- Doctoral Candidate
- Northwestern University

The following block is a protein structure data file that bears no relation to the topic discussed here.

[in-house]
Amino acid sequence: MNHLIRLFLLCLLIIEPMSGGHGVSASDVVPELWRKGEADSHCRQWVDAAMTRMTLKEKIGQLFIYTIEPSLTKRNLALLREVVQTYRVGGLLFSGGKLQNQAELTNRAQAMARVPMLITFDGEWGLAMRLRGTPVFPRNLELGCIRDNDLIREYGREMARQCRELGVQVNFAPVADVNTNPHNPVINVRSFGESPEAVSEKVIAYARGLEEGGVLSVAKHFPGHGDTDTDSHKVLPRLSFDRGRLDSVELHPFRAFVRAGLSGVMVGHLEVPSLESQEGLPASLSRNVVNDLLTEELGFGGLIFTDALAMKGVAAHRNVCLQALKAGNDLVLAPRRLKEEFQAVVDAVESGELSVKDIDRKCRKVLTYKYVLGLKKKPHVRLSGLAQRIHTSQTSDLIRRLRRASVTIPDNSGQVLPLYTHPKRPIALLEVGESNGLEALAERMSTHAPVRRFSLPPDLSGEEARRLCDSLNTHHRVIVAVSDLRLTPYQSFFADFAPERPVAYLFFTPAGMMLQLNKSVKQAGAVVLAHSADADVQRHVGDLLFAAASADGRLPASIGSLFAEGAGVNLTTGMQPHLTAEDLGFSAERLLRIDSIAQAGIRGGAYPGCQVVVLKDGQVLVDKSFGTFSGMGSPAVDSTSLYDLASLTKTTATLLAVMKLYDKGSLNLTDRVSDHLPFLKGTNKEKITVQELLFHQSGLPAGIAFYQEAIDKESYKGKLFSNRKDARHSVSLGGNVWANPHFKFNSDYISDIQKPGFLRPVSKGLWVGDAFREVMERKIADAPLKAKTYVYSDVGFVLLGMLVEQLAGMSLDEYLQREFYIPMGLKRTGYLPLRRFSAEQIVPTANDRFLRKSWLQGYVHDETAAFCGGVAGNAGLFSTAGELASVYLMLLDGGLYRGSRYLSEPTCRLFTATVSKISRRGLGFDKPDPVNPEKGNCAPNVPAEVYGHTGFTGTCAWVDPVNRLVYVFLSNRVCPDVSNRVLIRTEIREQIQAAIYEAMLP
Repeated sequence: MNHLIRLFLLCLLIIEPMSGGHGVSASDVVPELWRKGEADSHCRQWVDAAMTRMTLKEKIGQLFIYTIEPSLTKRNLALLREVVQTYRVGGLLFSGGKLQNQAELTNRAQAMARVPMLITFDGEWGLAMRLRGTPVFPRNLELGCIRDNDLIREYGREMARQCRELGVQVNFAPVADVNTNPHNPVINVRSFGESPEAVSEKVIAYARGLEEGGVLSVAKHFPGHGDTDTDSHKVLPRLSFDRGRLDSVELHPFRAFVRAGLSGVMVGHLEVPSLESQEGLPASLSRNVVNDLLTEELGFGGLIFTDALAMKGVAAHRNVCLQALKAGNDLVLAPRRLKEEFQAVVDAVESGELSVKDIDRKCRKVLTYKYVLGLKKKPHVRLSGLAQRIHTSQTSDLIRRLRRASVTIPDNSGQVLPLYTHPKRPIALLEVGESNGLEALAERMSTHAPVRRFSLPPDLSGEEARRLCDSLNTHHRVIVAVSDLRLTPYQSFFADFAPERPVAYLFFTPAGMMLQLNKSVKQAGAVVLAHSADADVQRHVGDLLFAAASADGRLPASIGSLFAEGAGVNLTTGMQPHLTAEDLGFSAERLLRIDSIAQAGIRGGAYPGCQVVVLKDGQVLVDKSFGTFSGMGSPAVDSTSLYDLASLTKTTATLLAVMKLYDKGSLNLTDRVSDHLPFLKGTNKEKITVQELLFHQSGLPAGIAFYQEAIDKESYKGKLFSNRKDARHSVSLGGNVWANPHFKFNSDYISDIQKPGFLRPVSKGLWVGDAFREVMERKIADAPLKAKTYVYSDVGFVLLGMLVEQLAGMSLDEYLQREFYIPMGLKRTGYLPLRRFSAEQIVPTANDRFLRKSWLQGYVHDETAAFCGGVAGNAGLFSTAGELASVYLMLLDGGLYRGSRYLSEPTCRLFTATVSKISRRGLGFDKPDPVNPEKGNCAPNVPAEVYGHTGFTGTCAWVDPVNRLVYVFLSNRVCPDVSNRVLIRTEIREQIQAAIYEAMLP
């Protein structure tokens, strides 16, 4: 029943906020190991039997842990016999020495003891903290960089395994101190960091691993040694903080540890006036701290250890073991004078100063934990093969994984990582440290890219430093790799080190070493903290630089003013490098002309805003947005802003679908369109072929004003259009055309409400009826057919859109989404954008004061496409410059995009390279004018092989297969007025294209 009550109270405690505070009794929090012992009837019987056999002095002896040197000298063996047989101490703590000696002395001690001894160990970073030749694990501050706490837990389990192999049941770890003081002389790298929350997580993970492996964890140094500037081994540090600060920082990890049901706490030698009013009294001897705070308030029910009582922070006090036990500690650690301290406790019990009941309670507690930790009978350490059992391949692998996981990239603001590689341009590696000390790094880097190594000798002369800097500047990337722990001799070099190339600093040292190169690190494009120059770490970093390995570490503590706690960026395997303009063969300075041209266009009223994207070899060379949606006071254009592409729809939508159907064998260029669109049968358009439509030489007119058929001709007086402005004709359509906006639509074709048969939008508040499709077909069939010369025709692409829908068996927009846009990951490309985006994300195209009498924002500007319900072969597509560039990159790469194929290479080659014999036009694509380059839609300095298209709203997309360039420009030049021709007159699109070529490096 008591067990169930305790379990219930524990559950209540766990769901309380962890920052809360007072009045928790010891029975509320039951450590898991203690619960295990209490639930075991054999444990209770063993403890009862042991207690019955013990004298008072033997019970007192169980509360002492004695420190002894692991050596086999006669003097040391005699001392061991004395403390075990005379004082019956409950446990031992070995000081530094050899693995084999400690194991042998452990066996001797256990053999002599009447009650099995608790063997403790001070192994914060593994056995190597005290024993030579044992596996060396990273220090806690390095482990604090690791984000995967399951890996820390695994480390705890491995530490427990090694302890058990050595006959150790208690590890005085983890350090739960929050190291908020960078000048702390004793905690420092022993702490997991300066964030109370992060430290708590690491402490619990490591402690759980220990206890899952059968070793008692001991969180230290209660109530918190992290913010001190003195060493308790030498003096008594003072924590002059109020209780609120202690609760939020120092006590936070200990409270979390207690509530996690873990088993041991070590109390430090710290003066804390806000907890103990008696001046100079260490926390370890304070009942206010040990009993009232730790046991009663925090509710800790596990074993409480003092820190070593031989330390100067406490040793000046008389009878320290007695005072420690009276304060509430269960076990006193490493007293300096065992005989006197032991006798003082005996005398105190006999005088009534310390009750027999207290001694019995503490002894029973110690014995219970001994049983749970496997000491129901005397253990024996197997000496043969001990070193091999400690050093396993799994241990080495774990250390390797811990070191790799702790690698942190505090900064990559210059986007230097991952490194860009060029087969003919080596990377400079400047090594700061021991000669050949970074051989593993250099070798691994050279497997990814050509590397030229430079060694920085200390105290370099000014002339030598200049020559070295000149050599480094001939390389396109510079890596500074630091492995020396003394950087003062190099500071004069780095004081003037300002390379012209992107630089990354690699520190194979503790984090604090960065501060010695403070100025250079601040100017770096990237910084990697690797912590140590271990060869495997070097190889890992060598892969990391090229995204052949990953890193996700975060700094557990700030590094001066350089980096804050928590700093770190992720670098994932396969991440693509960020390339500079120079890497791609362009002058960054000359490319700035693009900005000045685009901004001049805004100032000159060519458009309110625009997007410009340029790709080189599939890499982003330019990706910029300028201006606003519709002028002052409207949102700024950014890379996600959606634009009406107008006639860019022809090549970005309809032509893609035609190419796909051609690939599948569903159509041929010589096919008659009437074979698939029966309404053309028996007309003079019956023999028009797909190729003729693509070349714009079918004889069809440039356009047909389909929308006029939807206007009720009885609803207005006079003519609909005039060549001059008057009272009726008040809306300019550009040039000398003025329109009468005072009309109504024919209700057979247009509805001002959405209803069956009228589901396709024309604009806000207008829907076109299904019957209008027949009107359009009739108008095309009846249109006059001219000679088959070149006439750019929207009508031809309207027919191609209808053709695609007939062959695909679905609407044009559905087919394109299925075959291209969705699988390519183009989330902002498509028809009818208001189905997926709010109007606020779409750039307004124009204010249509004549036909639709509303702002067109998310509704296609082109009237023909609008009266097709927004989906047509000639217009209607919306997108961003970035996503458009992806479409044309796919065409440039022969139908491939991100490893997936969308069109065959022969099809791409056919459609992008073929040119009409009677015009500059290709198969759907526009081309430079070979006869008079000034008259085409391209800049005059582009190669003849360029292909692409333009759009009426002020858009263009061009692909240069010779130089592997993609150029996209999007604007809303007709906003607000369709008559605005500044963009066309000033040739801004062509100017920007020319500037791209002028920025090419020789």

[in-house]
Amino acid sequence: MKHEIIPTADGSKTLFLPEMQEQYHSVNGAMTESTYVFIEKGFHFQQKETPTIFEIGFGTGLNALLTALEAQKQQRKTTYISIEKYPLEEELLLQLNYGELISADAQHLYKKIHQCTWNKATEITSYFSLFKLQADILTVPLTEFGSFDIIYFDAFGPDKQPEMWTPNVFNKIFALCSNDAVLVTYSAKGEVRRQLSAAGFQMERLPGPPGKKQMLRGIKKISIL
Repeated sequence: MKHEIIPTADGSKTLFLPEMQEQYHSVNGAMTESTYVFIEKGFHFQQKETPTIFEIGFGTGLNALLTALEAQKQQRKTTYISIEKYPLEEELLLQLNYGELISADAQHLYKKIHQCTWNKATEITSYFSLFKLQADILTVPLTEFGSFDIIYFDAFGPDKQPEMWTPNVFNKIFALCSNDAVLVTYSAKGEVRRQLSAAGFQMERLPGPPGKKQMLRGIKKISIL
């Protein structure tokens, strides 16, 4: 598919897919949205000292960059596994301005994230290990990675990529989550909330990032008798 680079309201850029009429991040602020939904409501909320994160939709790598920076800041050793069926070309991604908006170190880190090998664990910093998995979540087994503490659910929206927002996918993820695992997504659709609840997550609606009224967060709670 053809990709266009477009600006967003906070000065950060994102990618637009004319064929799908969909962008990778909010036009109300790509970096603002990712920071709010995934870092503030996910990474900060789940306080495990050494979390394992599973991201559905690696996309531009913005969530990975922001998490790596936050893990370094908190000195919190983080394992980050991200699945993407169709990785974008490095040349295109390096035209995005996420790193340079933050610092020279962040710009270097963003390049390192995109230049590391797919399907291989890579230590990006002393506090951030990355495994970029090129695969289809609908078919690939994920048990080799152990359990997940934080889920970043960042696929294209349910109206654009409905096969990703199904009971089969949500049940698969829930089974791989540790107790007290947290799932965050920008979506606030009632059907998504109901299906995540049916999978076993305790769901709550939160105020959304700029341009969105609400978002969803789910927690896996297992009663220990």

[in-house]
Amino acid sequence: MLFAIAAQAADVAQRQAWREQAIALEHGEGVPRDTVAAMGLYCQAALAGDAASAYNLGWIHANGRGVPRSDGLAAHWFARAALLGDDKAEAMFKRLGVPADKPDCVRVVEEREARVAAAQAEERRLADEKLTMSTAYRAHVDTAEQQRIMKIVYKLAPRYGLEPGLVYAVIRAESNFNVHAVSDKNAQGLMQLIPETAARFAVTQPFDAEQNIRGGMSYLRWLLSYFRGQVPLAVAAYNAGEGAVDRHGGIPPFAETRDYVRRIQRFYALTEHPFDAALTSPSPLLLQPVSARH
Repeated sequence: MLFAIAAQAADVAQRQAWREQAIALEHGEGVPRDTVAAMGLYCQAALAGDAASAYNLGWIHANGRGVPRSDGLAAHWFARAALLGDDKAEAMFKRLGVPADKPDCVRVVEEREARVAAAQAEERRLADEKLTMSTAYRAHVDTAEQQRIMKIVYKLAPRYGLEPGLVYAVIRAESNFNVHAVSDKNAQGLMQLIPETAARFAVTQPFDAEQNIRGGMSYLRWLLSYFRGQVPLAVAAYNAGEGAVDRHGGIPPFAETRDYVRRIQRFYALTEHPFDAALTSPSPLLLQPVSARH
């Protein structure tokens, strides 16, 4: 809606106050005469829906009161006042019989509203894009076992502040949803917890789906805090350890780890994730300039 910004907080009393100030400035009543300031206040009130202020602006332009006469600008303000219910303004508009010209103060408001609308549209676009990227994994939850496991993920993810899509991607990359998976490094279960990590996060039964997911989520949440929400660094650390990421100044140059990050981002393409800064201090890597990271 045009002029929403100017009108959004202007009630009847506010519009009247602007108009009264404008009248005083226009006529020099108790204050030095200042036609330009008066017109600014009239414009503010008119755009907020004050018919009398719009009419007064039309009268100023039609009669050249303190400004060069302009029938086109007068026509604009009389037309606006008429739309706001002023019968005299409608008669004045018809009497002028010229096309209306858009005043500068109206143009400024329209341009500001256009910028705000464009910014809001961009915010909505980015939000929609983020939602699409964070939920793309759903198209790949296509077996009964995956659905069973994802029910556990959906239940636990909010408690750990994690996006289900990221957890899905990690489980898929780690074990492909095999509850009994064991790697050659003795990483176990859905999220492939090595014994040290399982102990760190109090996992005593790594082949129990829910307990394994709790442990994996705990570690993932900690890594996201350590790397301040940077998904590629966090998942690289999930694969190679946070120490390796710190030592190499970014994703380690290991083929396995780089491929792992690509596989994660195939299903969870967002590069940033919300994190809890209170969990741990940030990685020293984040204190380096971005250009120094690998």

Across gentrifying neighborhoods in Brooklyn, noise complaints and other forms of policing against longtime residents of color are on the rise. Urban soundscapes have become critical sites of contestation over ideas about belonging, authenticity, and the right to public space. This project examines how residents in a Latinx neighborhood use sound practices to claim space and stage dissent amid rapid gentrification. Sound ethnography provides insight into the creative ways that residents and organizers reconstitute noise as protest tactic across in-person and virtual contexts. Noisiness figures centrally within demonstrations against ongoing displacement, undemocratic land policies, and increasingly techno-sensory forms of policing. The project expands popular accounts of urban sound, which focus narrowly on noise data trends, by providing insight into the social and material conditions which they reflect. And it contributes a distinctly sonic perspective within anthropological discussions of the remaking of cities through affect and racial difference, spatial governance, and cultural expression.